Another City Embraces Eminent Domain to Fend Off Foreclosures

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By Katie Zezima

IRVINGTON, N.J. -- Using eminent domain to bail out underwater homeowners won't fix all Irvington's problems, but Mayor Wayne Smith thinks anything that can help some residents of his economically struggling township is worth trying. "It's not a panacea," Smith said. "But it looks like it could help some people." Irvington is the second municipality in the country to declare its intent to use eminent domain to purchase homes in foreclosure, behind Richmond, Calif.

Support for the tactic is gaining traction nationwide in municipalities besieged by foreclosures. Irvington's neighbor Newark, as well as Brockton, Mass., Chicago, and Yonkers, N.Y., have floated or are studying the idea. But the practice, which gives municipalities the power to circumvent mortgage contracts, acquire loans from bondholders, write them down and give them back to the bondholders, is controversial. It has drawn zealous opposition from Wall Street, real estate groups and some in Washington. According to Cornell University law professor Robert C. Hockett, who helped devise the plan, eminent domain works because only government has the power to forcibly sidestep mortgage contracts.

The eminent domain plans focus on so-called private label security mortgages, or ones that are not backed by the U.S. government. And that worries some who believe the use of eminent domain could cause investors not to put money in mortgage-backed securities. "By investing in this type of security, you risk the potential that a municipality, without anything you have control over, says, 'It's OK to take that contract and give it a substantial haircut.' That's the risk you take? It's unquantifiable," said Tim Cameron, managing director and head of SIFMA's asset management group. The group represents security firms, banks and asset managers.

Cameron said that the financial industry wonders if eminent domain could be a slippery slope and that it penalizes people who save and invest. "Where do you stop?" he asked. "If we do it with homes, why couldn't we do it with credit cards?"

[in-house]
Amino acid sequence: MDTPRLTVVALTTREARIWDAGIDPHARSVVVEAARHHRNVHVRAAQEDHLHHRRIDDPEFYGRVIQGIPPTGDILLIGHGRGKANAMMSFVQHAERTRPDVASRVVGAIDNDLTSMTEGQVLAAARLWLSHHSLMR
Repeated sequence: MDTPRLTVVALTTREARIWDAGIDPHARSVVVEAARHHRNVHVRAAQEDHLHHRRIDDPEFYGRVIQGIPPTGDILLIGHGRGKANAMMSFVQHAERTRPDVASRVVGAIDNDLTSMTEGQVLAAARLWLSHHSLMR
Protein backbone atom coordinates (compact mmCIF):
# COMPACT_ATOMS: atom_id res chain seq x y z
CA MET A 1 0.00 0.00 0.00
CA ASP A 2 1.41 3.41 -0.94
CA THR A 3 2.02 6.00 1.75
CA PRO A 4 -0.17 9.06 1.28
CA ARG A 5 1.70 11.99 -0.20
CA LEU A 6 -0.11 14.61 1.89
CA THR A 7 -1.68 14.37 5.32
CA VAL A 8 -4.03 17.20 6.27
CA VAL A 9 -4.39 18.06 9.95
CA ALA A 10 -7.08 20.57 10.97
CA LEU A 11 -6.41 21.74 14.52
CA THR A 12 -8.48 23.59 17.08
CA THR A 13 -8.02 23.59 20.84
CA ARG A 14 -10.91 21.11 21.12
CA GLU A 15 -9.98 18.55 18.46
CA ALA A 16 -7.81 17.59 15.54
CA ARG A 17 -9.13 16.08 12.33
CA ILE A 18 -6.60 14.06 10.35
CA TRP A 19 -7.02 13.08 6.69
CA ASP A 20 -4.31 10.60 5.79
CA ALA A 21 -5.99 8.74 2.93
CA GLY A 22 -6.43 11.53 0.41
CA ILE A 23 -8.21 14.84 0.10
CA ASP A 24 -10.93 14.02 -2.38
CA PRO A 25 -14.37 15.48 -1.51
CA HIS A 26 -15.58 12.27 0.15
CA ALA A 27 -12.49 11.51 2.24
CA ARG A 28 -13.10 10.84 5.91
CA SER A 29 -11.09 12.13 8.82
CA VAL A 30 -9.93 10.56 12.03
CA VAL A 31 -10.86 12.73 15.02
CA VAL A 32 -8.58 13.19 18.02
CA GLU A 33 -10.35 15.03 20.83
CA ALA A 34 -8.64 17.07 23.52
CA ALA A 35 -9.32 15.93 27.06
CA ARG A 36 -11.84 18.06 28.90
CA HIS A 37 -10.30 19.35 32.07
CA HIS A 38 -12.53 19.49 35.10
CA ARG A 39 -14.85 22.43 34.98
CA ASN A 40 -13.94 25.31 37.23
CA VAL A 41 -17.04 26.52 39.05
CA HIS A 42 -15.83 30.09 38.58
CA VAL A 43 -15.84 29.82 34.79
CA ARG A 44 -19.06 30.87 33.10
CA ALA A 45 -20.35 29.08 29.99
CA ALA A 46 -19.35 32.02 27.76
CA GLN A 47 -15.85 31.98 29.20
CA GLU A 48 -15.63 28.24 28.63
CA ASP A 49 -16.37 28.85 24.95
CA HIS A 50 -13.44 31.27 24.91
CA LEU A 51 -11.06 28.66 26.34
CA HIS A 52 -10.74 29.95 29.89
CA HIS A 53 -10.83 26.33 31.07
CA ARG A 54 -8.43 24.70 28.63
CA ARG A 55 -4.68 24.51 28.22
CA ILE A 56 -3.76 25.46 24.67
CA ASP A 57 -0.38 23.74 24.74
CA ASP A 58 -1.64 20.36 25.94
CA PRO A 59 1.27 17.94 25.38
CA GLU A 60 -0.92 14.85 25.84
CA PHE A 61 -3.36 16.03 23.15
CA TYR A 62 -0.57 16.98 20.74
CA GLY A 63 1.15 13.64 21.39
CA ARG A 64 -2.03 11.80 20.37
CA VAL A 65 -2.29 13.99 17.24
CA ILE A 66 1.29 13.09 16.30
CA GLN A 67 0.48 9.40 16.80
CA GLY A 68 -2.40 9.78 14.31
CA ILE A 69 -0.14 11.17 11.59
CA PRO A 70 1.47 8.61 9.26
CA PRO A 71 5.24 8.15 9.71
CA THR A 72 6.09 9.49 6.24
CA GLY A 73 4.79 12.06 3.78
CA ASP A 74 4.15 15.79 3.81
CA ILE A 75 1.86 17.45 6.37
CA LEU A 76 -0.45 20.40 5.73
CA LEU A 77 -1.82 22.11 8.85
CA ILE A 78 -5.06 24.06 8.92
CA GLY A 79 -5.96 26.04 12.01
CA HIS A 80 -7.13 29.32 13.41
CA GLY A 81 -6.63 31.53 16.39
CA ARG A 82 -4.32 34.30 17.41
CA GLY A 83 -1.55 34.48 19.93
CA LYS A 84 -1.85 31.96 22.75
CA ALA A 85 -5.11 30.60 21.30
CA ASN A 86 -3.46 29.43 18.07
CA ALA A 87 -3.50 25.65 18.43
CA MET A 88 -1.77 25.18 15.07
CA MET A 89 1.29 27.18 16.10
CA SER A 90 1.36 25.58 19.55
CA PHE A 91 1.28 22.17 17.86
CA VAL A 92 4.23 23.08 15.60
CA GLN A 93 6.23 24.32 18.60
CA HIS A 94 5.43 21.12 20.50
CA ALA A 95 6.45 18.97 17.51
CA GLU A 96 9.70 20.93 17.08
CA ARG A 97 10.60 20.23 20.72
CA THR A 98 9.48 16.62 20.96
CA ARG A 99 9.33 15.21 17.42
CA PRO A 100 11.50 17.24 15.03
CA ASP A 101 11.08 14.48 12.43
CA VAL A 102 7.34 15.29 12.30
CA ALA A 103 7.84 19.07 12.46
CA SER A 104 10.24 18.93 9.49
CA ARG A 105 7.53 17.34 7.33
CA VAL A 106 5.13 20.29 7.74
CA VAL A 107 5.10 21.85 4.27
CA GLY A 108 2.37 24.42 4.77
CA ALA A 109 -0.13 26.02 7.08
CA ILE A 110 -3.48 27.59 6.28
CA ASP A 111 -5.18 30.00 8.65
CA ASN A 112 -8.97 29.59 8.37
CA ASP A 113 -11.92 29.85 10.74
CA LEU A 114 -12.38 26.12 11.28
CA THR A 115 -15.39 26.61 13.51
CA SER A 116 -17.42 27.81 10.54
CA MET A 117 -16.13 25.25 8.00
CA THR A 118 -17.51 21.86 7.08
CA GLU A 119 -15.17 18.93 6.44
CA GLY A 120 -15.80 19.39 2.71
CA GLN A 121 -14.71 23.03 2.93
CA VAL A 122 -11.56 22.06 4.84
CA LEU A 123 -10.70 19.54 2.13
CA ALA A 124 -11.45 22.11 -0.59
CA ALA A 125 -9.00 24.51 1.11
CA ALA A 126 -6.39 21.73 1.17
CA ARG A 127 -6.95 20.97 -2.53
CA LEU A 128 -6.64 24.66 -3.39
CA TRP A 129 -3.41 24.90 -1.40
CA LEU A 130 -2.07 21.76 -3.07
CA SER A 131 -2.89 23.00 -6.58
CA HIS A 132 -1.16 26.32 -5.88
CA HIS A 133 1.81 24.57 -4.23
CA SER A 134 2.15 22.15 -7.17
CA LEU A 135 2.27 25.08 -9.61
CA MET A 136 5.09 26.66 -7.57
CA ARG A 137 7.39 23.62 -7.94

In Washington, Texas Republican Rep. Jeb Hensarling and Calif. Republican Rep. John Campbell proposed legislation that would bar the federal government from backing mortgages in places that use eminent domain to seize mortgages. SIFMA and 11 other groups sent a letter to Congress opposing the use of eminent domain. Some cities are backing away because of the pressure or legal hurdles in state eminent domain law.

In San Bernardino County, Calif., which floated the plan last year as part of a joint power authority with its municipalities, the blowback from banks was immediate, said county spokesman David Wert, and popular support waned. "At the end of the day, the joint power authority said we don't have anyone in the county who wants to do it, and we have experts telling us it would be a disaster," he said. "So why would we want to move forward with it?"

In North Las Vegas, Nev., Councilwoman Anita Wood said the state has "very, very restrictive laws" regarding eminent domain, and attorneys found that it simply wouldn't work in the city.
A lawsuit challenging Richmond's plan was dismissed by a California district court judge in September. Moody's Investors Services called the plan a "credit negative" for the city. But in other places, officials are hoping the plan can help at least a few homeowners whose lives are crippled under the weight of foreclosure and cities that are suffering from blight and scores of abandoned homes.

The tactic is gaining the support of social justice groups and, in New Jersey, the state's chapter of the American Civil Liberties Union, which has traditionally been wary of using eminent domain. Its executive director, Udi Ofer, said the organization consulted with law professors and all believe using eminent domain in this situation would be applicable under New Jersey law.

In Irvington, Smith said only homeowners who are employed and can pay back the mortgages would be eligible. The city is performing a legal study of the proposal. Chuck Lesnick, president of the Yonkers City Council, said it wants to use eminent domain. Lesnick said he's been talking with other officials elsewhere about the proposal. "It's really an example of paying Peter without robbing Paul," Lesnick said. "We're allowing people to remain in their homes because of a government action, and it's not costing taxpayers any money."

Here in Irvington, a township of 53,000 where nearly 1,800 homes have been foreclosed on since 2008, there is popular support. "Eminent domain is the way to go," said Kathleen Witcher of the Irvington NAACP at a Nov. 9 rally. "Eminent domain can work for Irvington."

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